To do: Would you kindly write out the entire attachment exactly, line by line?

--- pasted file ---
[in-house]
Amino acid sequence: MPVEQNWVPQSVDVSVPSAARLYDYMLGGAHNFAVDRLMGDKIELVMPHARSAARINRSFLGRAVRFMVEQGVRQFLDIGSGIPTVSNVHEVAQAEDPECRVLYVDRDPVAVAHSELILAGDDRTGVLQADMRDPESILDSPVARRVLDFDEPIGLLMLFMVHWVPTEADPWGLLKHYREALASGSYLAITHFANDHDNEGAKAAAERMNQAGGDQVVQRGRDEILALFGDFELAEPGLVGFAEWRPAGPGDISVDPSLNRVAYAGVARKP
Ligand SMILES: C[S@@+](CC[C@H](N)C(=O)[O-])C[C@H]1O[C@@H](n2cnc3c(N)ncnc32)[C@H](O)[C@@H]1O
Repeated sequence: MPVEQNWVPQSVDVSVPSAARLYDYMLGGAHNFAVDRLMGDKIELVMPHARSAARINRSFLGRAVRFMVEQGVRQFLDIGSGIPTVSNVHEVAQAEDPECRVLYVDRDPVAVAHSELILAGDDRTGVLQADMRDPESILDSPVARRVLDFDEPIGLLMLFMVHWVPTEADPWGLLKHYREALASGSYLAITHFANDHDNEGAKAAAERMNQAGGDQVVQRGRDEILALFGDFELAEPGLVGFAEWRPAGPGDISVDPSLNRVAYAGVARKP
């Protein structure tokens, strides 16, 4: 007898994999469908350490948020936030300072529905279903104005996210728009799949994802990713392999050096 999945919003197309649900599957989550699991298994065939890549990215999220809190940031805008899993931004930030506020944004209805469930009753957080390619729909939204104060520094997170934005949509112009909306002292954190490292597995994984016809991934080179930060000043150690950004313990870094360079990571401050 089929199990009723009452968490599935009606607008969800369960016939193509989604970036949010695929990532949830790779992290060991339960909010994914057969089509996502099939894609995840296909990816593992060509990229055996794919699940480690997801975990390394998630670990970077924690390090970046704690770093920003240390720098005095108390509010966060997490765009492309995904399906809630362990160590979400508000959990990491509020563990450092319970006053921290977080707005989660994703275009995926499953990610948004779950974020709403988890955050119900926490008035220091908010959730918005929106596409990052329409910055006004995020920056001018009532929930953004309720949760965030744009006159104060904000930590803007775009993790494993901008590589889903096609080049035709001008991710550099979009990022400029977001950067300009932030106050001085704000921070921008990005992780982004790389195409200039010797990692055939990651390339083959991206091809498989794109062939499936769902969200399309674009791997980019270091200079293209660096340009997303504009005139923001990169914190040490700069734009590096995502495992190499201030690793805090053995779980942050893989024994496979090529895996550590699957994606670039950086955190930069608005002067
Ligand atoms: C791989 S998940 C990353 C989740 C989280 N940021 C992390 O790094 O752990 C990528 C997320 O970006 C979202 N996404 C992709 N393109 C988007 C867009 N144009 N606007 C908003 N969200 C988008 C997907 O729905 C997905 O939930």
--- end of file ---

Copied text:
[in-house]
Amino acid sequence: MPVEQNWVPQSVDVSVPSAARLYDYMLGGAHNFAVDRLMGDKIELVMPHARSAARINRSFLGRAVRFMVEQGVRQFLDIGSGIPTVSNVHEVAQAEDPECRVLYVDRDPVAVAHSELILAGDDRTGVLQADMRDPESILDSPVARRVLDFDEPIGLLMLFMVHWVPTEADPWGLLKHYREALASGSYLAITHFANDHDNEGAKAAAERMNQAGGDQVVQRGRDEILALFGDFELAEPGLVGFAEWRPAGPGDISVDPSLNRVAYAGVARKP
Ligand SMILES: C[S@@+](CC[C@H](N)C(=O)[O-])C[C@H]1O[C@@H](n2cnc3c(N)ncnc32)[C@H](O)[C@@H]1O
Repeated sequence: MPVEQNWVPQSVDVSVPSAARLYDYMLGGAHNFAVDRLMGDKIELVMPHARSAARINRSFLGRAVRFMVEQGVRQFLDIGSGIPTVSNVHEVAQAEDPECRVLYVDRDPVAVAHSELILAGDDRTGVLQADMRDPESILDSPVARRVLDFDEPIGLLMLFMVHWVPTEADPWGLLKHYREALASGSYLAITHFANDHDNEGAKAAAERMNQAGGDQVVQRGRDEILALFGDFELAEPGLVGFAEWRPAGPGDISVDPSLNRVAYAGVARKP
């Protein structure tokens, strides 16, 4: 007898994999469908350490948020936030300072529905279903104005996210728009799949994802990713392999050096 999945919003197309649900599957989550699991298994065939890549990215999220809190940031805008899993931004930030506020944004209805469930009753957080390619729909939204104060520094997170934005949509112009909306002292954190490292597995994984016809991934080179930060000043150690950004313990870094360079990571401050 089929199990009723009452968490599935009606607008969800369960016939193509989604970036949010695929990532949830790779992290060991339960909010994914057969089509996502099939894609995840296909990816593992060509990229055996794919699940480690997801975990390394998630670990970077924690390090970046704690770093920003240390720098005095108390509010966060997490765009492309995904399906809630362990160590979400508000959990990491509020563990450092319970006053921290977080707005989660994703275009995926499953990610948004779950974020709403988890955050119900926490008035220091908010959730918005929106596409990052329409910055006004995020920056001018009532929930953004309720949760965030744009006159104060904000930590803007775009993790494993901008590589889903096609080049035709001008991710550099979009990022400029977001950067300009932030106050001085704000921070921008990005992780982004790389195409200039010797990692055939990651390339083959991206091809498989794109062939499936769902969200399309674009791997980019270091200079293209660096340009997303504009005139923001990169914190040490700069734009590096995502495992190499201030690793805090053995779980942050893989024994496979090529895996550590699957994606670039950086955190930069608005002067
Ligand atoms: C791989 S998940 C990353 C989740 C989280 N940021 C992390 O790094 O752990 C990528 C997320 O970006 C979202 N996404 C992709 N393109 C988007 C867009 N144009 N606007 C908003 N969200 C988008 C997907 O729905 C997905 O939930």